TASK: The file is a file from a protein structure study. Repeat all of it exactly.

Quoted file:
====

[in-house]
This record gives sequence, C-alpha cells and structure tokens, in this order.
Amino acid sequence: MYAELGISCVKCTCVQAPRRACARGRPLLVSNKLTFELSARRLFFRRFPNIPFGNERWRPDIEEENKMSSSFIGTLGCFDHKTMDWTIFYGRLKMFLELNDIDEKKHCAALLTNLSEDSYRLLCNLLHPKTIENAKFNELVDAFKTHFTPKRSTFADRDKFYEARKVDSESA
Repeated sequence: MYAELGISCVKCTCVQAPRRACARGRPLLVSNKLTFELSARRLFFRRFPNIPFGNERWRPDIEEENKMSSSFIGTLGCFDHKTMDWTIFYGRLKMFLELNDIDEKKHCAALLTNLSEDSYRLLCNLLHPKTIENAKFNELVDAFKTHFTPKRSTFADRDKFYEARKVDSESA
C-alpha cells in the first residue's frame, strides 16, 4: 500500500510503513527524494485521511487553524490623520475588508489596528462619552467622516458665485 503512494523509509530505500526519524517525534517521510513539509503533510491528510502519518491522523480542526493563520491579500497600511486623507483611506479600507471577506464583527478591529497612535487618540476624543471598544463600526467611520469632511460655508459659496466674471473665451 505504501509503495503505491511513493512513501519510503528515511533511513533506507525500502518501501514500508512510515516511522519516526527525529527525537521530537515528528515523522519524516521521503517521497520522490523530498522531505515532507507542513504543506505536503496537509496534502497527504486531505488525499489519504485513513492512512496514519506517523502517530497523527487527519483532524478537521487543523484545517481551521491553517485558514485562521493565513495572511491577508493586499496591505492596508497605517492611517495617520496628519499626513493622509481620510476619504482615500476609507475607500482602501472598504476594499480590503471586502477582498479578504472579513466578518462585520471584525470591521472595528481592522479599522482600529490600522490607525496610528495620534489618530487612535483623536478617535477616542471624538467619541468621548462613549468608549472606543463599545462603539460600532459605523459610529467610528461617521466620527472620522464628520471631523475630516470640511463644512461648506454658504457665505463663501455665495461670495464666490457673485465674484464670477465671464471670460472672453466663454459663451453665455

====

[in-house]
This record gives sequence, C-alpha cells and structure tokens, in this order.
Amino acid sequence: MYAELGISCVKCTCVQAPRRACARGRPLLVSNKLTFELSARRLFFRRFPNIPFGNERWRPDIEEENKMSSSFIGTLGCFDHKTMDWTIFYGRLKMFLELNDIDEKKHCAALLTNLSEDSYRLLCNLLHPKTIENAKFNELVDAFKTHFTPKRSTFADRDKFYEARKVDSESA
Repeated sequence: MYAELGISCVKCTCVQAPRRACARGRPLLVSNKLTFELSARRLFFRRFPNIPFGNERWRPDIEEENKMSSSFIGTLGCFDHKTMDWTIFYGRLKMFLELNDIDEKKHCAALLTNLSEDSYRLLCNLLHPKTIENAKFNELVDAFKTHFTPKRSTFADRDKFYEARKVDSESA
C-alpha cells in the first residue's frame, strides 16, 4: 500500500510503513527524494485521511487553524490623520475588508489596528462619552467622516458665485 503512494523509509530505500526519524517525534517521510513539509503533510491528510502519518491522523480542526493563520491579500497600511486623507483611506479600507471577506464583527478591529497612535487618540476624543471598544463600526467611520469632511460655508459659496466674471473665451 505504501509503495503505491511513493512513501519510503528515511533511513533506507525500502518501501514500508512510515516511522519516526527525529527525537521530537515528528515523522519524516521521503517521497520522490523530498522531505515532507507542513504543506505536503496537509496534502497527504486531505488525499489519504485513513492512512496514519506517523502517530497523527487527519483532524478537521487543523484545517481551521491553517485558514485562521493565513495572511491577508493586499496591505492596508497605517492611517495617520496628519499626513493622509481620510476619504482615500476609507475607500482602501472598504476594499480590503471586502477582498479578504472579513466578518462585520471584525470591521472595528481592522479599522482600529490600522490607525496610528495620534489618530487612535483623536478617535477616542471624538467619541468621548462613549468608549472606543463599545462603539460600532459605523459610529467610528461617521466620527472620522464628520471631523475630516470640511463644512461648506454658504457665505463663501455665495461670495464666490457673485465674484464670477465671464471670460472672453466663454459663451453665455